I am deeply saddened by the recent news of the death of Geof Armstrong. I first met him in the mid-1990s … it was very shortly before he left London and headed back to his home city of Newcastle. I was an intern at London Disability Arts Forum [LDAF] working on Disability Arts In London magazine at the time and he was pretty much a force of nature.
Geof had just moved on from his time with LDAF where his singular vision for Disability Arts led to the Workhouse Cabarets – an absolute brilliant idea to give disabled people an opportunity to test out their talents as performers to warm and receptive audiences within accessible venues. He knew how to make the spaces inviting for disabled audiences – and the cabaret circuit he inaugurated across London then fed into the work of all the Disability Arts Fora across the country.
Geof’s passion and clear, direct communication, his drive and his ability to inspire with an uncompromising vision were absolutely key to the development of disability arts in those early days. He was a brilliant visionary with an aspiration to take on the world. He set up the National Disability Arts Forum – and ran it from Newcastle with an office in London and was responsible for some awesome projects that deserve recognition as seminal moments within the history of Disability Arts. Shelf Life – a glossy table-top compendium of artwork, poetry and biography, telling the story of living with a limited life expectancy was absolutely so clever and groundbreaking … and moving in a positive, piss on pity, kind of way.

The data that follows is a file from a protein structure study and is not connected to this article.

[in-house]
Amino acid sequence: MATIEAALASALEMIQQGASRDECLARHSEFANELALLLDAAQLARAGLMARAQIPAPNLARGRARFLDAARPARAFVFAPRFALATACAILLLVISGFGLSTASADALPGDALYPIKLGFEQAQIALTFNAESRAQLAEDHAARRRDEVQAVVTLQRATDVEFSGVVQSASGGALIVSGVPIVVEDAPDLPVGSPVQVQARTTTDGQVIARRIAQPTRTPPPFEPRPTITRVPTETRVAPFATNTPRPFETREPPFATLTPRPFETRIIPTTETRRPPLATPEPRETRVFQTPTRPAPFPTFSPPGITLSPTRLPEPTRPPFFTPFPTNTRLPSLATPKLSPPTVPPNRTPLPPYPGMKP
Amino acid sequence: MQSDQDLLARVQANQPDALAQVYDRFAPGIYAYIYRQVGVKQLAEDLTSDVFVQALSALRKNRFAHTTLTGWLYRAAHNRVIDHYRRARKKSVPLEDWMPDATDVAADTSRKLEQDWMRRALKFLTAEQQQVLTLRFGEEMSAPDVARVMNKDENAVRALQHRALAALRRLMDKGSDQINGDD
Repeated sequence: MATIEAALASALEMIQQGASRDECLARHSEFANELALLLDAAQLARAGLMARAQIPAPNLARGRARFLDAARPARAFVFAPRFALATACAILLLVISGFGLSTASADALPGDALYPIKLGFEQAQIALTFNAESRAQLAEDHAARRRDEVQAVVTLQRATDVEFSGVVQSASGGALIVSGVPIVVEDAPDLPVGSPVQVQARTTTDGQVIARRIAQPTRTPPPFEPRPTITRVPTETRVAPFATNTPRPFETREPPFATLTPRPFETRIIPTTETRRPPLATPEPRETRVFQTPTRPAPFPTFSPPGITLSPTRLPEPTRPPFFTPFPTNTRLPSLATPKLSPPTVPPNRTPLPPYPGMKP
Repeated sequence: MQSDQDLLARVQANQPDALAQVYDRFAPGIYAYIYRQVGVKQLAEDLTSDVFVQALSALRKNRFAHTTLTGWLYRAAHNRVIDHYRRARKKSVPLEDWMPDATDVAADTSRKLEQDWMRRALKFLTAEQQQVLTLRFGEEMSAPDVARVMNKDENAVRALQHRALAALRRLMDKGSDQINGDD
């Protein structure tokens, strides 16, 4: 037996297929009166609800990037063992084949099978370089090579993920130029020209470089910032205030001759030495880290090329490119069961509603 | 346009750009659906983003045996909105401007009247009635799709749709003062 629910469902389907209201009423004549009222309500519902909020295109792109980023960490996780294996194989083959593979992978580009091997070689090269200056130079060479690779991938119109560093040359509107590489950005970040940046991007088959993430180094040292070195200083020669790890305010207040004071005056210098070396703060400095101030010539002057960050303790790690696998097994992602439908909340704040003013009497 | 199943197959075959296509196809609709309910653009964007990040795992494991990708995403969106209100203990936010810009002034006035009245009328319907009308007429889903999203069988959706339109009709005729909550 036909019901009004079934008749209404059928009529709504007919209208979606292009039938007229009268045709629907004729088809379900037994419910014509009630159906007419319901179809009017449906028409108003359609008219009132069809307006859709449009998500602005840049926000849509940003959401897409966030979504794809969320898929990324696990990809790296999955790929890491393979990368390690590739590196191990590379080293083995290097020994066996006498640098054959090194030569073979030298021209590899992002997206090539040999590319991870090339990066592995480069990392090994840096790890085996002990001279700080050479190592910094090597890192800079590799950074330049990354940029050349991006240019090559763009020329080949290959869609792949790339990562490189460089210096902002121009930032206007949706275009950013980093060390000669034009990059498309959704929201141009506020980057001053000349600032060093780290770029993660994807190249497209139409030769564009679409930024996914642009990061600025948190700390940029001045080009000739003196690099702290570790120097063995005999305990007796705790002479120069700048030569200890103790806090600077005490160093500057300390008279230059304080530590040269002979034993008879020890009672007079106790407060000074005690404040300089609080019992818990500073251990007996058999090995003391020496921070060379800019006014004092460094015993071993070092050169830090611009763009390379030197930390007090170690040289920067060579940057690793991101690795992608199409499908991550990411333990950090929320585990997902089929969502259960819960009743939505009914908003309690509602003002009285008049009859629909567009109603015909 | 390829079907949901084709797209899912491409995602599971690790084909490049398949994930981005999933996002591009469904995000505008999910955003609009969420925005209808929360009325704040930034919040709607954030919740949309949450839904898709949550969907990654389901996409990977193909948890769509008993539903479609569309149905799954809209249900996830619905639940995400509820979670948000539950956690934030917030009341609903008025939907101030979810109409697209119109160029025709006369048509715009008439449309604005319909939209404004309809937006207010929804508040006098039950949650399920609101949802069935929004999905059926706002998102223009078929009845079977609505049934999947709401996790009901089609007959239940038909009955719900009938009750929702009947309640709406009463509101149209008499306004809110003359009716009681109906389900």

Geof was true to his ideal of Disability Arts as a revolutionary, grassroots movement and it would not exist as it does today without his commitment to empowering disabled communities. Disability Arts would certainly not be so underpinned today by the concept of how the Social Model of Disability can engender self-determination without his commitment to it, whilst still remaining aware of its limitations.
I was truly in awe of Geof. He was a complicated character and was not always easy to engage with, but equally he was an incredibly warm, kind and generous individual. He gave me loads of encouragement through my time at LDAF and again when I was laying the ground for setting up Disability Arts Online in the early 2000s, he was very supportive and offered an opportunity for the journal to come under the banner of NDAF. It would have made the job simpler in the short-term, but having experienced the pitfalls of running a publication from within the structure of an arts organisation that saw it as a project, rather than as a vision in and of itself, I was wary.
The times I spent in Newcastle in the early 2000s meeting up with Geof and his family were always fun. He certainly knew how to throw a party! And I regret massively having lost contact with him after NDAF went by the wayside. Geof and NDAFs output deserved more respect. The weekly Etcetera newsletter was a lifeline to many and the organisations’ connections with Europe laid the seeds for huge amounts of disability arts development and strategy.
The last conversation I had with Geof 2 years ago he was incredibly proud and happy with the work Arcadea was doing – especially with local communities of learning disabled people in Newcastle – and was singularly exuberant that it wasn’t dependent on Arts Council England funding.
Historically Disability Arts has not been great at honouring its own – maybe partly because it began as such a headstrong and angry movement, determined to change the world for the better. So it’s been heartwarming to read the memories of Geof on the Arcadea FB page. I am personally devastated that I never got the chance to capture his story as had been my plan. We had conversations about meeting up in 2018, but sadly it never happened. Disability arts owes a huge debt and gratitude to the legacy Geof created, so I hope strongly that his memory and his achievements will be celebrated.
With heartfelt condolences to Geof’s family at this sad time.